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You couldn’t tell which two were hackers and which one wasn’t. The one configuration that YC partners are most vigilant about uncovering during the interviews is “hackers in a cage”, where one non-technical founder holds controlling power and treats the hackers as subordinates.
If you’ve ever wanted a good look at the Silicon Valley start-up scene, this is a good start.
Apple’s inner circle of bloggers
Apple has always had a tumultuous relationship with the blogosphere. In 2010, this came to a head when Gizmodo managed to get its hands on an iPhone 4 prototype – an incident that Steve Jobs himself became involved in.
But it also has some defenders; and no more so than John Gruber.
The blogger responsible for Daring Fireball is not only one of Apple’s staunchest defenders, but is given access to product well before anyone else as a result.
He’s part of a growing circle of bloggers Apple loves to bestow favour upon, and is yet another testament to the way Apple protects the reputation of its products.
Of course, as this BusinessWeek report shows, Gruber in return is given access to various officials and classified information too.
Gruber sometimes managed to score a few minutes with Jobs at company events. Still, he says his access into the company goes beyond the C-suite: “My contacts at Apple have always been in the rank and file.”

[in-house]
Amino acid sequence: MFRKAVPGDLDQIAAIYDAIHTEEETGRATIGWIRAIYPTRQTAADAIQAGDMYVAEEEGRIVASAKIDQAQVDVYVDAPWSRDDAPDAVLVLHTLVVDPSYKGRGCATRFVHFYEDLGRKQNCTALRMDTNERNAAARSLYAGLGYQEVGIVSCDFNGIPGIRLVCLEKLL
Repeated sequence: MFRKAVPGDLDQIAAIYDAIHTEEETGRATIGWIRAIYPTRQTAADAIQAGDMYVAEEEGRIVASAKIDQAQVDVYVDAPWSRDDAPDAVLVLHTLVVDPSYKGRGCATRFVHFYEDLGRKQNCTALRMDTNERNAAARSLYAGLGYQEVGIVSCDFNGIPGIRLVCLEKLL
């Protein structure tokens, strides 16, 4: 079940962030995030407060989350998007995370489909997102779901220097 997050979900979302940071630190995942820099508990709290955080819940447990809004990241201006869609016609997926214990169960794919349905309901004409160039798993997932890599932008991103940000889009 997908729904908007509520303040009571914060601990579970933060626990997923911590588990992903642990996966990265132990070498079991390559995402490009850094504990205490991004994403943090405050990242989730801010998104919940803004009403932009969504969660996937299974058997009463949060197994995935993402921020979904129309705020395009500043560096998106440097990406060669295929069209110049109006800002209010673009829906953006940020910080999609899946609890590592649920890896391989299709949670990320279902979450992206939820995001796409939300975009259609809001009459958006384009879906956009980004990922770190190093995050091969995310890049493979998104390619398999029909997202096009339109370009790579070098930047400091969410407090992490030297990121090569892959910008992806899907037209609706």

But he isn’t the first. Walt Mossberg at The Wall Street Journal has long been an Apple favourite, along with David Pogue at The New York Times. There are dozens of other sites given similar benefits. By targeting these defenders of the company, Apple has assured itself solid press – and a constantly churning rumour machine that feeds off its secrecy.
And no doubt Gruber is smiling – he’s made a job for himself in the process.
Gruber celebrated Daring Fireball’s 10-year anniversary last month. He quit his day job at software start-up Joyent in 2006 when revenue from T-shirt sales and ad sponsorships on the site picked up. During that time, the Philly native had to dip into his savings to support his wife and then-2-year-old son.
These days his one-man operation brings in more than $500,000 a year, according to a person familiar with his financials who is not authorized to speak on the matter. Gruber would not confirm the figure.
Apple is the most valuable tech company in the world – but who would have thought being a cheerleader would be plenty lucrative in its own right?